Political match-up places Randolph-Macon in the spotlight - NBC12 - Richmond, VA News

Political match-up places Randolph-Macon in the spotlight

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Students at a Central Virginia college have a lot to be excited about. Tuesday's election outcome is thrusting Randolph-Macon College into the national spotlight.

David Brat is a professor at Randolph-Macon and so is his challenger on the Democratic ticket - Jack Trammell. Even though the school is operating on a scaled-back summer schedule right now, there's a sense of pride throughout campus. Students say they couldn't be more thrilled to know two of their very own are now vying for Washington.

Randoloph-Macon is a small liberal arts college with just some 1,300 students. Wednesday, eyes all over the country are watching.

"It's a fantastic school. I would know. I go here," said Derek Dittmar.

Dittmar is paying close attention to a race that's become personal. The student, who is legally blind, has grown fond of one of his professors -- Jack Trammel.

"He does look at people and looks at what they can do rather than what they can not," he said.

Trammell is preparing to face off for the 7th congressional district this fall.

His challenger, Randolph-Macon professor David Brat, beat career politician Eric Cantor Tuesday night.

"I did not expect him to win by a landslide," said student Elliot Meyer.

He is another student following the race. Meyer is glad his economics professor pulled it off.

"I've been someone watching from afar, going to the different events that the Brat campaign has put on. I've gone to a lot of his grassroots speeches," Meyer said.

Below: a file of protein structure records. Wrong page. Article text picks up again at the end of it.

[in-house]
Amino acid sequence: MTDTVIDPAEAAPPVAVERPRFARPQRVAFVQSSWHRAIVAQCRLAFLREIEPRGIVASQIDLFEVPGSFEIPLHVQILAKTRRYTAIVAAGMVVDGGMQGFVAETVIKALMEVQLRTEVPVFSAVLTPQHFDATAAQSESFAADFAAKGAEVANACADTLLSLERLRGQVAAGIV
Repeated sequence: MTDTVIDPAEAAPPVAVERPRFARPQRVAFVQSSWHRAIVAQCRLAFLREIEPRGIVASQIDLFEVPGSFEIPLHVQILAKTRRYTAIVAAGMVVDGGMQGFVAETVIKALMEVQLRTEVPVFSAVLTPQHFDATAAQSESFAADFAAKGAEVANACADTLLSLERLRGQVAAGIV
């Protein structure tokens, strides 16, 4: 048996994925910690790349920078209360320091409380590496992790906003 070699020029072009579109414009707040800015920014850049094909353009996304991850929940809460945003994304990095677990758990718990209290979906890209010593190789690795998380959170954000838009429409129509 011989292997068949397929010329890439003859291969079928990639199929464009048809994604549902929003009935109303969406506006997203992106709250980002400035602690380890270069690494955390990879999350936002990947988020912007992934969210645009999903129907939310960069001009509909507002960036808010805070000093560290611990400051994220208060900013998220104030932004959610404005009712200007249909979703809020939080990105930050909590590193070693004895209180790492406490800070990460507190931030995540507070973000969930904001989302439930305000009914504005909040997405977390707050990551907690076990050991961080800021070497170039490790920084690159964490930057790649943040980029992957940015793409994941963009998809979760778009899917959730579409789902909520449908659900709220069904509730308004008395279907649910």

He believes Brat's skills in the classroom will be helpful in Washington.

"He's intriguing and he's a very energetic professor. He's someone that really commands the attention of the classroom," Meyer said.

College officials are now weighing in on the political battle.

"We don't know if this is a historic event but it certainly feels that way to us…They both represent the very best of Randolph-Macon," said college President Robert Lindgren.

Students are thrilled to see a real life scenario unfolding right in front of them, perhaps more exciting than any lesson from a textbook.

"I think for once we may actually see a race involving people treating one another with respect," Dittmar said.

Randolph-Macon is in Ashland -- often referred to as "the center of the universe." Now that this political match-up hits so close to home, with just about everyone watching, some would argue that Ashland really is living up to its hype.

Randolph-Macon's President also said both of the professors have very close relationships with their students.

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